Medicare for All: Assessing the Potential for Universal Healthcare in the United States

Health & Gender Policy Brief #80 | By: Inijah Quadri | July 5, 2023
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The healthcare system in the United States has long been a topic of debate. Despite significant advances in medicine and technology, access to high-quality healthcare remains out of reach for many Americans, largely due to affordability issues. The current system relies heavily on private insurance, often provided through employers, creating disparities in access and coverage.

A proposed solution gaining traction is “Medicare for All“, a single-payer healthcare plan aimed at providing comprehensive healthcare coverage to every American, irrespective of employment status or income. This approach is based on the belief that healthcare is a fundamental right, not a privilege tied to economic status. While proponents argue that it would ensure universal coverage and potentially reduce total healthcare costs, critics express concerns over issues such as funding, potential impacts on healthcare quality, and the role of the private sector. 

In my opinion, I share the belief with many others that healthcare is a right for all people. This belief stems from the understanding that the availability and quality of healthcare can significantly impact one’s quality of life, longevity, and overall well-being. Therefore, it is a critical resource that should be accessible to all, not only those who can afford it.

According to a recent Kaiser Family Foundation poll, quite a number of Americans support the idea of a national health plan or Medicare for All, indicating growing public interest in exploring more equitable healthcare solutions.


The implementation of Medicare for All would constitute a significant shift in the US healthcare landscape, transitioning from a multi-payer to a single-payer system. It would eliminate the need for private health insurance, as the federal government would be the sole payer for all medical services.

Typically, the divide between proponents and critics of Medicare for All seems to align somewhat along political and wealth lines, although there are exceptions. Generally, more progressive and left-leaning individuals and those with fewer economic resources tend to support the idea. Conversely, conservatives and those with more substantial economic resources, including many in the healthcare industry, often express reservations.

Proponents argue that the adoption of Medicare for All could lead to a more equitable system with improved health outcomes. They cite examples of other developed nations that have successfully implemented universal healthcare systems, leading to better health outcomes at lower per-capita costs.

Critics, however, raise concerns about the financial feasibility of such a plan, citing the potential for increased tax burdens and concerns about government control over healthcare decisions. They also highlight potential impacts on innovation and quality of care, as well as the significant disruption to the current healthcare industry that a shift to Medicare for All could entail.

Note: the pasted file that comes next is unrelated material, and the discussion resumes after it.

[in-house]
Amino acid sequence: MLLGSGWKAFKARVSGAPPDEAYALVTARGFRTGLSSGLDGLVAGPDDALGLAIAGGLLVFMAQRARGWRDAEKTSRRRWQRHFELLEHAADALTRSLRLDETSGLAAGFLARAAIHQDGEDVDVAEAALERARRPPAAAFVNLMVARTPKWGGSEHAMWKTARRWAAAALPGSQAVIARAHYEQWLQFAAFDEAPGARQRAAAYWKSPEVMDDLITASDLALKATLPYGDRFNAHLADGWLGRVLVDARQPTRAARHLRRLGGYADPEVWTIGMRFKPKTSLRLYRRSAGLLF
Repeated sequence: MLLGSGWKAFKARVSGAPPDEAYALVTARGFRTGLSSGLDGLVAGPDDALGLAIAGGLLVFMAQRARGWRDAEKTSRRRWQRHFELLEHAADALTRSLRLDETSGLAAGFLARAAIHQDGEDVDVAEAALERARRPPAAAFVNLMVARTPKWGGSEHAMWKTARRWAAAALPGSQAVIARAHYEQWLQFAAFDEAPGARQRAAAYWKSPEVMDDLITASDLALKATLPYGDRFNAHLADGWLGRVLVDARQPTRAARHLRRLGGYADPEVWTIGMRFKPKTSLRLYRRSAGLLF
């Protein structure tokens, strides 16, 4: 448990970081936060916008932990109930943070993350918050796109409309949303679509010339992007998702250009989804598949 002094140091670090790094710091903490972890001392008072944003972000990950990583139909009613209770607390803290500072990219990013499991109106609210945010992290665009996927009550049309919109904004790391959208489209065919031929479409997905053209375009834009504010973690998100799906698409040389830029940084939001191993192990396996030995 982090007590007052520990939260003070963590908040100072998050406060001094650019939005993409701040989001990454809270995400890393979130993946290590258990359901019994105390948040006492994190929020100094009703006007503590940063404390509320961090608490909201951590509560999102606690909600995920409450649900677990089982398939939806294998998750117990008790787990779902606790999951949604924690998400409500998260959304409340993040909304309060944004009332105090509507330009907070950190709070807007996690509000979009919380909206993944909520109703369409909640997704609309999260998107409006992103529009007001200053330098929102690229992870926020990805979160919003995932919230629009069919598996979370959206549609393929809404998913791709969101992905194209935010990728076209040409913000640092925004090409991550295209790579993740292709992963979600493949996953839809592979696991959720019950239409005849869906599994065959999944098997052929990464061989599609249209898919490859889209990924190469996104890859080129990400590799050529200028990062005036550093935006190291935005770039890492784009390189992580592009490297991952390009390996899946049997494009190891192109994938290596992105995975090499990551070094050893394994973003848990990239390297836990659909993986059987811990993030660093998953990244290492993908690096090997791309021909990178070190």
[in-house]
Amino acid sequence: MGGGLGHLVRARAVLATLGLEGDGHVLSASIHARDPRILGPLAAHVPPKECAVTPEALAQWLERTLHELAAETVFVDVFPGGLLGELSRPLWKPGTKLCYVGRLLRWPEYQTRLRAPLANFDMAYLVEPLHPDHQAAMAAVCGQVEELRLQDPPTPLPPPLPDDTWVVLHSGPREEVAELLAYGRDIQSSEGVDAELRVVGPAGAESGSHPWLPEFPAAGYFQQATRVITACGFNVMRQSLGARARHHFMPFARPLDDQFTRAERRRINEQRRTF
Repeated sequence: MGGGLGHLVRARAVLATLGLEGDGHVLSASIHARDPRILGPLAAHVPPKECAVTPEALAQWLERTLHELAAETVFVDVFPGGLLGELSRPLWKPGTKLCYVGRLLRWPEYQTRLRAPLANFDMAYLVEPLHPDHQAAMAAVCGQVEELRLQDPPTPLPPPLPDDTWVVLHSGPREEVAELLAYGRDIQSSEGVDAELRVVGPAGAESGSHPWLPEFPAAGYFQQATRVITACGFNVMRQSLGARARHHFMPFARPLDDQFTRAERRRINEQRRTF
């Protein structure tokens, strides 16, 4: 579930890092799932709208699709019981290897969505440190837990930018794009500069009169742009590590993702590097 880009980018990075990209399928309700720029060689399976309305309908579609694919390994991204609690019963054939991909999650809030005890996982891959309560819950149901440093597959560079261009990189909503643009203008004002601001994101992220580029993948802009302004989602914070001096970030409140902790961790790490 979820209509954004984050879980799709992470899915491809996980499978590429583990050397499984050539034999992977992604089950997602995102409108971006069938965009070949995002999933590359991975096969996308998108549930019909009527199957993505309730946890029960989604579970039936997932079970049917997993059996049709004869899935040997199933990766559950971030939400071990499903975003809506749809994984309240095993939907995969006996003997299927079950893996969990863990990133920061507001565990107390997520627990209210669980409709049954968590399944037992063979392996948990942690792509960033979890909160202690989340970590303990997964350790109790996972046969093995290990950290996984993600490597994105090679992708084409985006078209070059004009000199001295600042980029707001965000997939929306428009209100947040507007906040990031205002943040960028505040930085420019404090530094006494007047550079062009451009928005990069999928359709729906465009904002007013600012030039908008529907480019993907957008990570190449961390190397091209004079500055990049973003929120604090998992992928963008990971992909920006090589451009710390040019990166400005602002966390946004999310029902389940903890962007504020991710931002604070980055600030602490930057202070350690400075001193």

Key examples of healthcare systems that could inform the Medicare for All debate include:

a. Canada’s Single-Payer System: Canada’s healthcare system is publicly funded and mostly free at the point of use, offering a potential model for a U.S. Medicare for All system. However, critics note that Canadians often face long wait times for certain procedures and treatments.

b. The Affordable Care Act (Obamacare): The ACA expanded access to health insurance for millions of Americans and implemented important consumer protections. However, it did not achieve universal coverage, and affordability remains an issue for many.

Given the compelling need to address healthcare disparities and access in the U.S., I am persuaded that a strategic shift toward a Medicare for All system is a course of action that warrants earnest exploration. Yes, such a transition would be monumental and not without challenges – increased tax burdens and the disruption of the current healthcare industry, to name a few. Yet, the potential to extend comprehensive healthcare to every American – regardless of employment status or income – cannot be overlooked or undervalued.

However, moving forward does not mean moving hastily. Thoughtful, meticulous planning and implementation will be essential to mitigate any adverse effects of such a substantial systemic change.

While the task of healthcare reform is complex and intimidating, it is more a time for decisive action than for continued debate. Policymakers, healthcare professionals, and the public need to rally together and push for a transformative resolution. The ultimate goal must remain clear – an equitable, accessible healthcare system for all Americans.

Engagement Resources

  • Physicians for a National Health Program ( PNHP is a non-profit research and education organization of physicians advocating for single-payer national health insurance.
  • Healthcare-NOW ( Healthcare-NOW is an organization working to help achieve a national single-payer healthcare system because access to healthcare is basic to human dignity.
  • The Commonwealth Fund ( The Commonwealth Fund promotes a high-performing healthcare system that achieves better access, improved quality, and greater efficiency.
  • National Nurses United ( National Nurses United is a large union and professional association of registered nurses in the US. They support Medicare for All.
  • Kaiser Family Foundation ( KFF provides information on health issues, including the analysis of the U.S. healthcare system, Medicare, and health policy proposals.
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